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County Council Adult Care Tax Cut Seen as ‘Election Sweetener’

Published on: 11 Feb, 2021
Updated on: 12 Feb, 2021

By Julie Armstrong

local democracy reporter

Although Surrey County Council (SCC) needs to find savings of nearly £12 million on adult social care they will not charge the full amount of council tax permitted by government this coming year.

The council says its restraint is down to a good financial position, and the need to help cash-strapped residents. But critics claim it may be a pre-election sweetener by the Conservative-led council, delaying “inevitable” increases.

“We have proposed a much smaller council tax increase than previous years, and in comparison to other areas,” said SCC leader Tim Oliver (Weybridge).

The council is making full use of a 1.99% increase in the basic council tax, but only a 0.5% increase in the part earmarked for adult social care rather than a possible 3%. The remainder can be carried over into next year.

The rise for 2021-22 will push the bill up by about £37 a year for an average band D property. The overall 2.49% increase is for the county council’s (lion’s) share of the council tax only, not other elements such as policing or boroughs/districts.

Cllr Tim Oliver

Cllr Oliver said: “Although any increase is unwelcome, that is half the 4.99% permitted by government and half the amount many neighbouring authorities will be levying.

“We’re holding it at 2.49% because we can afford to do that, but actually this is the year when we must do all we can to help our residents.

“Putting 5% on the council tax would just be wholly inequitable and unfair, so we have worked as hard as we possibly can to keep that down to the lowest level.”

For the past five years, the council has always levied the maximum permitted level of council tax.

Green Cllr Jonathan Essex (Redhill East) said that given the council’s projected shortfall of £178m by 2026, he felt hardship was being postponed until after this May’s council elections.

“No one wants to see big council tax rises at any time, particularly now as record numbers of our residents are finding themselves out of work,” he said.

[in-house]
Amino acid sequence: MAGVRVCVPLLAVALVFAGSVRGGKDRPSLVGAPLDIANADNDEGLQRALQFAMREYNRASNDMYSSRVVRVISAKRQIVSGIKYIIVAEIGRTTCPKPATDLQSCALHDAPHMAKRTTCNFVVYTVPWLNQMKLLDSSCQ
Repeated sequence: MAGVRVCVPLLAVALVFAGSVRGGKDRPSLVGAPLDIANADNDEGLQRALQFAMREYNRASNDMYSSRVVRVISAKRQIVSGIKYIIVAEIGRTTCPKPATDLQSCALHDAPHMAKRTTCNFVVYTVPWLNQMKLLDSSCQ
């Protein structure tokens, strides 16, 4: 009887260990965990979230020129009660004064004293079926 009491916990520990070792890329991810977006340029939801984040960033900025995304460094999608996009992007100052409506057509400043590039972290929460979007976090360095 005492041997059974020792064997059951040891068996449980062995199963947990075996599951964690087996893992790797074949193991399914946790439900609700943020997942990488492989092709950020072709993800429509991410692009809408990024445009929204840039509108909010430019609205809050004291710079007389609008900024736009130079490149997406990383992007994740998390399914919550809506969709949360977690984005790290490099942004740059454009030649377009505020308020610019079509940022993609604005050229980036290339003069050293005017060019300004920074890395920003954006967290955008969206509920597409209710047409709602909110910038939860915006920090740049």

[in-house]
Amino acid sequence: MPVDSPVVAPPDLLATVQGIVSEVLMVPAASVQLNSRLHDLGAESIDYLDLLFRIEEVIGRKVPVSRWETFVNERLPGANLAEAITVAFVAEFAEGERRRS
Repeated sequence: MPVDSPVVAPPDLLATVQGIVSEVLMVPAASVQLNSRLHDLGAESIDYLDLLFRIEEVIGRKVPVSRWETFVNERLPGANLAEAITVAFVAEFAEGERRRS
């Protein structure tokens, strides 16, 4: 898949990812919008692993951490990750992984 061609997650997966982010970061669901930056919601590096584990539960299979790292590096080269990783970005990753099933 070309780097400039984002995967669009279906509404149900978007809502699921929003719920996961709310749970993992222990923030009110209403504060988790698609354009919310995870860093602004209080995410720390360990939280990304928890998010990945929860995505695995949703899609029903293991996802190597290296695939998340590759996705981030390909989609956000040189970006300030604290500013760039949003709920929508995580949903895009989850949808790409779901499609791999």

“Yet without action it seems inevitable the lower council tax rise this year will be followed by higher increases in years to come. Was the decision to set a lower rate this year purely a political one just before local elections?

“It will only mean Surrey residents will be hit by much larger increases next year, when the full economic fallout of the pandemic is being felt.”

The flexibility to increase the adult social care precept by the remaining 2.5% is carried forward, so it could be applied the following year if needed, said Cllr Becky Rush (Con, Warlingham), incoming cabinet member for resources.

At that point, “a decision would be carefully determined taking Surrey County Council’s financial position, future identified pressures, and burden on residents into account”.

She said keeping it lower in 2021-22 was necessary to “minimise increases for residents”.

Cllr Sinead Mooney (Con, Staines), cabinet member for adult social care, said they would continue to provide a good service against the increasing pressures of demand.

Cllr Rush added: “Government typically assumes councils will increase council tax by the maximum allowable.”

She agreed to write to the Health and Social Care Secretary to lobby for a long-term solution for the social care funding crisis.

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